The experts tell us that your visual impression or body language – as well as your attitude – are just as important as what we actually say when it comes to the overall effect we have on others. Generally, it is important to convey the image of a person with whom the interviewer would like to work. Enthusiasm, interest level, sincerity, openness and warmth go into the “chemistry” that often makes or breaks a hiring decision.
We all need to be aware of the little things that others see in our facial expressions, postures, energy levels and gestures. Generally, we should be dynamic and friendly but one notch less than the person interviewing us. It is obvious that interviewers prefer those who smile vs. those who frown, so smile! However, your facial expressions should change to reflect the mood of the conversation. Nodding agreement encourages others to talk as well as to let them know that you understand what is being said. Your head should be held erect (not tilted or stiff) during the interview and you should keep your hands away from the face or neck area while talking. Eye contact is one of the best aspects of body language. Good eye contact with the interviewer sends a message of trustworthiness, confidence and credibility while fostering open discussion.
On the other hand, poor eye contact often reflects a lack of self confidence, a low self image and lack of enthusiasm. It is particularly important to maintain 10-15 seconds of eye contact when first meeting a person before looking away. Do not stare into the other person’s eyes but come back to the eye contact often during your discussion.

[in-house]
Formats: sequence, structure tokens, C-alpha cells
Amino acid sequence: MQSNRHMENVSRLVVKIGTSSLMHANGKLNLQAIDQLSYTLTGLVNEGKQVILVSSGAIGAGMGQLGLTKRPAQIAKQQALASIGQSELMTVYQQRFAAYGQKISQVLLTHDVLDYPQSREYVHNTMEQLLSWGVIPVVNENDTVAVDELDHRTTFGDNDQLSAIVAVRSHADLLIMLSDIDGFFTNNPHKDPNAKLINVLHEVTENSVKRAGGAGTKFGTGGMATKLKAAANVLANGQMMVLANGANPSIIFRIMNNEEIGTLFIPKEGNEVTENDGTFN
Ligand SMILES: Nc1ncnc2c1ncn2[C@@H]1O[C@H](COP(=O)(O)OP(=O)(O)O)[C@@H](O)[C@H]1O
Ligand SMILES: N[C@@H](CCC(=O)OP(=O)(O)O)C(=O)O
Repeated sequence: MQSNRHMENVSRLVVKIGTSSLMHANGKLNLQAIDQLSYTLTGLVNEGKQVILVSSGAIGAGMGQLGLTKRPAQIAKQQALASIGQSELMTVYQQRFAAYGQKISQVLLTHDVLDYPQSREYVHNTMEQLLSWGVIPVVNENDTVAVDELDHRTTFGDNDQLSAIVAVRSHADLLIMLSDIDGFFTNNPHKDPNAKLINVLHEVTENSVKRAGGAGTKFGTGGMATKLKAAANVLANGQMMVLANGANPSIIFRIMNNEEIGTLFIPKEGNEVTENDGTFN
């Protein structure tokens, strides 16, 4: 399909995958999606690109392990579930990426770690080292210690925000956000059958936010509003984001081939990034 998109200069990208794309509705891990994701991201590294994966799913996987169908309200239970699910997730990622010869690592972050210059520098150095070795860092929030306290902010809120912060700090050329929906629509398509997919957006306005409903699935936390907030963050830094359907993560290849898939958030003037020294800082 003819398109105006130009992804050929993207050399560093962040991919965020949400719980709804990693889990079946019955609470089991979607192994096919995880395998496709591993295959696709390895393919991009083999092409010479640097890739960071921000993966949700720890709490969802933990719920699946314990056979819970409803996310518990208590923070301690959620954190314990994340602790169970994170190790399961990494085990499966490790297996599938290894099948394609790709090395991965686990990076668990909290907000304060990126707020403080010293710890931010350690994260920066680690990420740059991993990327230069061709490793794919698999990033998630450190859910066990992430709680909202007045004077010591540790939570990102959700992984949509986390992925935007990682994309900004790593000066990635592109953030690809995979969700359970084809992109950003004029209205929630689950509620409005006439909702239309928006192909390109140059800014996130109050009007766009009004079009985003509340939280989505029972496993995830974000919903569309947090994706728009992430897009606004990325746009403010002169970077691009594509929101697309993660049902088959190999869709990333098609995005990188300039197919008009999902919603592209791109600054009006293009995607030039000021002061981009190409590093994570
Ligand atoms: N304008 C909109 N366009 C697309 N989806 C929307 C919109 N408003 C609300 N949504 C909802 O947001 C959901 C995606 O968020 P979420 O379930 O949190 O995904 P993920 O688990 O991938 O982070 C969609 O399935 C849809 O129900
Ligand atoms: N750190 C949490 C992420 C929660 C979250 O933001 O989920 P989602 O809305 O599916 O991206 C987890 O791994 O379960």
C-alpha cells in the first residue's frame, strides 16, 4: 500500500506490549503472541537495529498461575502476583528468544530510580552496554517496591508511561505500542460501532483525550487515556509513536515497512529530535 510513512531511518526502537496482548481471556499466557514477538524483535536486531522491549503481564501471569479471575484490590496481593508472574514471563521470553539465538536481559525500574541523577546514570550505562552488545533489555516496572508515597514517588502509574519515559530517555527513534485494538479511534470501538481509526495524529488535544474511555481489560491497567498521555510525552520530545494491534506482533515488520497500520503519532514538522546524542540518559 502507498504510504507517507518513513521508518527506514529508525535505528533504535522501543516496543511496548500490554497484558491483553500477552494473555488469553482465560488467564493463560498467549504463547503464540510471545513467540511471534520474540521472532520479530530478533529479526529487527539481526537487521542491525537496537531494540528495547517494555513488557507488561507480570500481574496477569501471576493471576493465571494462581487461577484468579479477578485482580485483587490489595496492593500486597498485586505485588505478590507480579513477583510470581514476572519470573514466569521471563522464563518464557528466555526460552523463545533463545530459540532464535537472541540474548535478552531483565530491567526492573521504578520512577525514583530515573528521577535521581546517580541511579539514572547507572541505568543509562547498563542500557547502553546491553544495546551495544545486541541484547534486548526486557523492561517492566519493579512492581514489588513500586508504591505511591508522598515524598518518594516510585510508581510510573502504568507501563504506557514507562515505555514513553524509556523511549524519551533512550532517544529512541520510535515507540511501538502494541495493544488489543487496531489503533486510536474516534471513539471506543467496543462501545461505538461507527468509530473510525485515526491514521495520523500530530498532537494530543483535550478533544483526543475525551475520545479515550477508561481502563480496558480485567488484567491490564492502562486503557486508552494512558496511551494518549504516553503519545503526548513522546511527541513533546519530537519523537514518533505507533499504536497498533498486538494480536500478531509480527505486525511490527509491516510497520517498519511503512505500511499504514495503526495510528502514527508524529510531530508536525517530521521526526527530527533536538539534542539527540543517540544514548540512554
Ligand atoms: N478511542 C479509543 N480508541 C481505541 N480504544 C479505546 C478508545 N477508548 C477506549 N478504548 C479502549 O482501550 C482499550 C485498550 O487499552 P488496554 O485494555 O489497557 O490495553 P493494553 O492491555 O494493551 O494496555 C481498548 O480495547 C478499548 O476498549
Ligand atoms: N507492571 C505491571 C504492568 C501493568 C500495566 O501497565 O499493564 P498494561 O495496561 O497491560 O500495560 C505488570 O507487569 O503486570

Volumes have been written about a firm (but not crushing) handshake. In our society, a handshake is a non-verbal message that we are genuinely happy to meet or see the other person. A limp version of this greeting sends a very weak message to the other person so it is important that our grasp reflect the interest and enthusiasm we want to convey. No more than two shakes are ever required and one is preferred for most business meetings. Again, be sure that your purse or briefcase is in your left hand to accommodate a sudden introduction.
Never sit until asked to do so by an interviewer and when you do, sit erectly with both feet on the floor. Don’t fidget or change positions too often. Tapping your fingers, wringing your hands, looking at your watch or twirling your pen can only distract from the image of a professional communicator concentrating on the very serious task of evaluating career opportunities.